I will endeavor to talk about this stuff without getting preachy or seguing into a thousand-word rant about the goddamn rainforests. In full disclosure, I have very strong opinions about the state of the global ecosystem which I will try to keep on short leash. That said, this book’s stated intention is to act as a warning about human impact on the environment. Outside of the narrative bits, Nature’s End consists of a series of catastrophic incidents which are narrated in flashback form. These incidents are supported with in-book documents: headlines, statistics, testimonials, and the like. This is a book where it is important to keep the publication date in mind, because each snippet of information presented is dated. Every excerpt before 1985 actually happened. Everything dated past that is a logical extrapolation based on the earlier research. I know this, because I looked up some of the events used as an example. This may seem like a small thing to call out, but honestly this research is the foundation of the entire novel, and its credibility rests upon this collection of facts. Like I said, this book casts a wide net, so let’s take a brief look at the issues Nature’s End is concerned with.
The prologue of the novel recounts the incident where John Sinclair lost his son. This happens in future-Denver during an air-pollution emergency. Apparently there is a massive, week-long air stagnation event that traps all the smog against the Rocky Mountains and keeps Denver broiling in its own pollution until people can no longer breathe. The air went from brown to grey to pitch black, and 80,000 people asphyxiate before the air started moving again, including John’s son, who threw his life away trying in vain to save people with no actual training or resources. Now, those of us who are fortunate enough to live in a developed country know that great strides have been made in reducing our local emissions to the point where smog emergencies like this are simply not going to happen in these places. Hell, even L.A. has cleaner air than it did when I was a kid. That said, global air pollution is an epidemic. This issue is one of many environmental concerns in developing countries that brings up a difficult debate, which can be boiled down to “So-called developed countries became rich by burning coal and cutting down forests, so why can’t we?” The short answer is overpopulation.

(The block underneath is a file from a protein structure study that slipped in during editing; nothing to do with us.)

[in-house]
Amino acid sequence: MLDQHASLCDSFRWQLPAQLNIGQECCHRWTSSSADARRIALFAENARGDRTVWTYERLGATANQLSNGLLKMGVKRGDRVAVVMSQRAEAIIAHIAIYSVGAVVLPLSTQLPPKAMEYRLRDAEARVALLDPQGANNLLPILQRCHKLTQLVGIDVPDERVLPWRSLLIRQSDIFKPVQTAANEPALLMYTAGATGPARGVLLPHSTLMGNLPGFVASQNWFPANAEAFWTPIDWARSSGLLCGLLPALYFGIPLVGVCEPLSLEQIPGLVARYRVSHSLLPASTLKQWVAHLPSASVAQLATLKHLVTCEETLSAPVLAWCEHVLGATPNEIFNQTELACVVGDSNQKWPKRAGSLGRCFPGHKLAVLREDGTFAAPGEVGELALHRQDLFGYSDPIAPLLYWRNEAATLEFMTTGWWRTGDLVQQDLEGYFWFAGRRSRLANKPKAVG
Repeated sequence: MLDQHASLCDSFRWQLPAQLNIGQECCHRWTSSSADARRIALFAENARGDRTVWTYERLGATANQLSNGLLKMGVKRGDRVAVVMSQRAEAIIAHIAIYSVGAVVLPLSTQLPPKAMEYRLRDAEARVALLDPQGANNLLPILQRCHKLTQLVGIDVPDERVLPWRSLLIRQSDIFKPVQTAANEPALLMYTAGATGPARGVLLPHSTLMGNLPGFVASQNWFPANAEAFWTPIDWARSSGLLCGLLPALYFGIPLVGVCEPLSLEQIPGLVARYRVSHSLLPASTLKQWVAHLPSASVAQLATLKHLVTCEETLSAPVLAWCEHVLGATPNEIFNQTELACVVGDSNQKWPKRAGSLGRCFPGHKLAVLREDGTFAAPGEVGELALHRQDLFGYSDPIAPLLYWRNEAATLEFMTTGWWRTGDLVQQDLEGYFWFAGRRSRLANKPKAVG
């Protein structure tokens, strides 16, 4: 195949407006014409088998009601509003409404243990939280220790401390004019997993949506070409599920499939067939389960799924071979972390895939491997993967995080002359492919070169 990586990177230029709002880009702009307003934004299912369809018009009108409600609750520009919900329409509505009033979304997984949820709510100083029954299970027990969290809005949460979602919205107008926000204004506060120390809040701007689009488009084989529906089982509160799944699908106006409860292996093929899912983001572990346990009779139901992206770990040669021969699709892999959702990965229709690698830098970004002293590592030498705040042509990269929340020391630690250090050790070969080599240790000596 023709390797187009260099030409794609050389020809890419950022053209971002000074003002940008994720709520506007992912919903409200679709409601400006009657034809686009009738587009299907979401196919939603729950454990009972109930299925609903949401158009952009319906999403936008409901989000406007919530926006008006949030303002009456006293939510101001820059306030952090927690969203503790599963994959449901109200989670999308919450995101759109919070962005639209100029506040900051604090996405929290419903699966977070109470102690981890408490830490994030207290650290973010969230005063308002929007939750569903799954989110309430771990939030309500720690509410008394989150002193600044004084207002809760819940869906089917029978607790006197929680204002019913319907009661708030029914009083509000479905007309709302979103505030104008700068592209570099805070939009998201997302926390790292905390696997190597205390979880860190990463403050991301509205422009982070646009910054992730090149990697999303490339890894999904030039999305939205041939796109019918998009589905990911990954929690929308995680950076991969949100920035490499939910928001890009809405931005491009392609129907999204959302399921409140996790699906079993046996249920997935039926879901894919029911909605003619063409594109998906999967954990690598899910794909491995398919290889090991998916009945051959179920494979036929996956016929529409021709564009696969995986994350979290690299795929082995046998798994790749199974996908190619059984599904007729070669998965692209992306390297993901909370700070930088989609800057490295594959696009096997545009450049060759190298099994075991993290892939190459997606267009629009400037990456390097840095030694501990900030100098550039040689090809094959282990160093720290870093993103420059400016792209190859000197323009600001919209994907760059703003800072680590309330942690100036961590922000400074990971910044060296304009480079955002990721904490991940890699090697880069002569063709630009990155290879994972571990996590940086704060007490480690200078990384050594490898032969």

In the world of Nature’s End, the Earth is severely overpopulated by ravenous humans who have stripped the globe clean of resources and are facing a die-off in the not-to-distant future. The number of humans given for the year 2025 is right around seven billion. This is kind of funny, because the novel both underestimated how quickly the world population is growing (the authors missed by about a billion people) and overestimated their impact. Well, that last bit is a little tricky. There is no real answer to the question of how many people is too many people, at least on a global scale. To be fair, I’ve never been outside of the developed world. I don’t have any real experience with life in the global south or the massive supercities in Asia. From what I’ve seen, it looks unpleasant. That might be an understatement.
Anyway, the global population may or may not have eclipsed the carrying capacity of the planet, but the population load is certainly unbalanced. This situation leads to all manner of things, none of them good. The concerns with overpopulation are at the root of pretty much every other issue mentioned here. When Europe and the United States developed into industrialized societies, there were far fewer people burning coal and cutting down forests. They still managed to be incredibly destructive. Now you have places like China and India industrializing in much the same way, but with an exponentially larger population (the global population at the beginning of the 19th century was 1 billion. Both of these countries now have a population that exceeds that by themselves). Even with better technology the damage can only be worse. There is obviously a lot more to this but this will have to do for now, otherwise we’ll be here all day.